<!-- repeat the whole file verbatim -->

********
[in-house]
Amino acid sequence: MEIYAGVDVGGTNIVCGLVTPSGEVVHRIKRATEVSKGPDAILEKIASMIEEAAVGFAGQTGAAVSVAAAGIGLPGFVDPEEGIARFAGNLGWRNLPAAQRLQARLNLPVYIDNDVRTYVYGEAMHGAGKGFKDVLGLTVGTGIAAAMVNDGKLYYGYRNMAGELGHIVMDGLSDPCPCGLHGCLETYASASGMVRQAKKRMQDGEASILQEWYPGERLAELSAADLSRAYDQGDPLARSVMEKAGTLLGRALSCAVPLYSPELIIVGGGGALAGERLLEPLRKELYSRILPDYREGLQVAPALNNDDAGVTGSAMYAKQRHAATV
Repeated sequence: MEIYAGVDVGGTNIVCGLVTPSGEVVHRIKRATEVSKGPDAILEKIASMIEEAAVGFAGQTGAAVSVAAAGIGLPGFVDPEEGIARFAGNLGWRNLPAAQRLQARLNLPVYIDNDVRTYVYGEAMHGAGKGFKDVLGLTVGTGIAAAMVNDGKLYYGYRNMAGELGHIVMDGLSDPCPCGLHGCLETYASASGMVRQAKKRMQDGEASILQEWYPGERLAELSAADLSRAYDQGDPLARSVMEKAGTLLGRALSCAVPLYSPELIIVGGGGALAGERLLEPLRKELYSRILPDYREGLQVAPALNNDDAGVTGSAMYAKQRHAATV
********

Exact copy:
[in-house]
Amino acid sequence: MEIYAGVDVGGTNIVCGLVTPSGEVVHRIKRATEVSKGPDAILEKIASMIEEAAVGFAGQTGAAVSVAAAGIGLPGFVDPEEGIARFAGNLGWRNLPAAQRLQARLNLPVYIDNDVRTYVYGEAMHGAGKGFKDVLGLTVGTGIAAAMVNDGKLYYGYRNMAGELGHIVMDGLSDPCPCGLHGCLETYASASGMVRQAKKRMQDGEASILQEWYPGERLAELSAADLSRAYDQGDPLARSVMEKAGTLLGRALSCAVPLYSPELIIVGGGGALAGERLLEPLRKELYSRILPDYREGLQVAPALNNDDAGVTGSAMYAKQRHAATV
Repeated sequence: MEIYAGVDVGGTNIVCGLVTPSGEVVHRIKRATEVSKGPDAILEKIASMIEEAAVGFAGQTGAAVSVAAAGIGLPGFVDPEEGIARFAGNLGWRNLPAAQRLQARLNLPVYIDNDVRTYVYGEAMHGAGKGFKDVLGLTVGTGIAAAMVNDGKLYYGYRNMAGELGHIVMDGLSDPCPCGLHGCLETYASASGMVRQAKKRMQDGEASILQEWYPGERLAELSAADLSRAYDQGDPLARSVMEKAGTLLGRALSCAVPLYSPELIIVGGGGALAGERLLEPLRKELYSRILPDYREGLQVAPALNNDDAGVTGSAMYAKQRHAATV